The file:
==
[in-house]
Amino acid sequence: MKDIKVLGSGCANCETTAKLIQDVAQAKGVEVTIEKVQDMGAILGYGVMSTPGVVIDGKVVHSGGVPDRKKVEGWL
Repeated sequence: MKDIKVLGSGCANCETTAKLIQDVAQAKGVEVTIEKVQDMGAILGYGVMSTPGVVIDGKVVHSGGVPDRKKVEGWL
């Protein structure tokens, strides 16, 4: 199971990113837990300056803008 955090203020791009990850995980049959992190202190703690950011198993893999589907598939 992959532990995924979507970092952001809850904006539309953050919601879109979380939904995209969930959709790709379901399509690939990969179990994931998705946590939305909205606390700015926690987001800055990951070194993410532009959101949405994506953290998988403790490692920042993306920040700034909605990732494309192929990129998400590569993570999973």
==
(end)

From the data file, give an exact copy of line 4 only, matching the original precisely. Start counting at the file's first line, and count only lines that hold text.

């Protein structure tokens, strides 16, 4: 199971990113837990300056803008 955090203020791009990850995980049959992190202190703690950011198993893999589907598939 992959532990995924979507970092952001809850904006539309953050919601879109979380939904995209969930959709790709379901399509690939990969179990994931998705946590939305909205606390700015926690987001800055990951070194993410532009959101949405994506953290998988403790490692920042993306920040700034909605990732494309192929990129998400590569993570999973």